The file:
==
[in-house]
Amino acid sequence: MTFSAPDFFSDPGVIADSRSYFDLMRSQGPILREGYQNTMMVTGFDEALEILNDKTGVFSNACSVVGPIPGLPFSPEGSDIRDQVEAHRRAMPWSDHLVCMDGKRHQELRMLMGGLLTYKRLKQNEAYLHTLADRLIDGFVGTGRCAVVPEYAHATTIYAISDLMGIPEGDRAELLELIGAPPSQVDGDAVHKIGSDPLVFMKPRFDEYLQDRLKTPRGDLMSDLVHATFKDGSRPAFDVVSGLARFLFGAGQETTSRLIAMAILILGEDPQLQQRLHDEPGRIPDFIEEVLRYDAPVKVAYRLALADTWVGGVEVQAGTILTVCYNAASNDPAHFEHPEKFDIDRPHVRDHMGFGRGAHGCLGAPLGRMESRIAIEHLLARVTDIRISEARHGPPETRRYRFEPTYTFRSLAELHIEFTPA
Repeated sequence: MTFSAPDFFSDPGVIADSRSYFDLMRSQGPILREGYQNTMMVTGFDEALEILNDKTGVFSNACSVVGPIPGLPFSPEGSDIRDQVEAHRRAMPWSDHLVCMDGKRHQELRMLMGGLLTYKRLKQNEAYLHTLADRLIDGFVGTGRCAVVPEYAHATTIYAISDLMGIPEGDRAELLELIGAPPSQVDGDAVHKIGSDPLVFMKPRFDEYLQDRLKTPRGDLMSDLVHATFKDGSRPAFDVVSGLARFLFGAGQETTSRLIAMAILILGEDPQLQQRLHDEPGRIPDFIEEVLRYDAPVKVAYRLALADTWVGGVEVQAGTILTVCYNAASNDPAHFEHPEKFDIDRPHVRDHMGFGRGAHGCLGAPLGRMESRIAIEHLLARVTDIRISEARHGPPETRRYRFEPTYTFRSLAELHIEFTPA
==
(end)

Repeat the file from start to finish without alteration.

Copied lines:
[in-house]
Amino acid sequence: MTFSAPDFFSDPGVIADSRSYFDLMRSQGPILREGYQNTMMVTGFDEALEILNDKTGVFSNACSVVGPIPGLPFSPEGSDIRDQVEAHRRAMPWSDHLVCMDGKRHQELRMLMGGLLTYKRLKQNEAYLHTLADRLIDGFVGTGRCAVVPEYAHATTIYAISDLMGIPEGDRAELLELIGAPPSQVDGDAVHKIGSDPLVFMKPRFDEYLQDRLKTPRGDLMSDLVHATFKDGSRPAFDVVSGLARFLFGAGQETTSRLIAMAILILGEDPQLQQRLHDEPGRIPDFIEEVLRYDAPVKVAYRLALADTWVGGVEVQAGTILTVCYNAASNDPAHFEHPEKFDIDRPHVRDHMGFGRGAHGCLGAPLGRMESRIAIEHLLARVTDIRISEARHGPPETRRYRFEPTYTFRSLAELHIEFTPA
Repeated sequence: MTFSAPDFFSDPGVIADSRSYFDLMRSQGPILREGYQNTMMVTGFDEALEILNDKTGVFSNACSVVGPIPGLPFSPEGSDIRDQVEAHRRAMPWSDHLVCMDGKRHQELRMLMGGLLTYKRLKQNEAYLHTLADRLIDGFVGTGRCAVVPEYAHATTIYAISDLMGIPEGDRAELLELIGAPPSQVDGDAVHKIGSDPLVFMKPRFDEYLQDRLKTPRGDLMSDLVHATFKDGSRPAFDVVSGLARFLFGAGQETTSRLIAMAILILGEDPQLQQRLHDEPGRIPDFIEEVLRYDAPVKVAYRLALADTWVGGVEVQAGTILTVCYNAASNDPAHFEHPEKFDIDRPHVRDHMGFGRGAHGCLGAPLGRMESRIAIEHLLARVTDIRISEARHGPPETRRYRFEPTYTFRSLAELHIEFTPA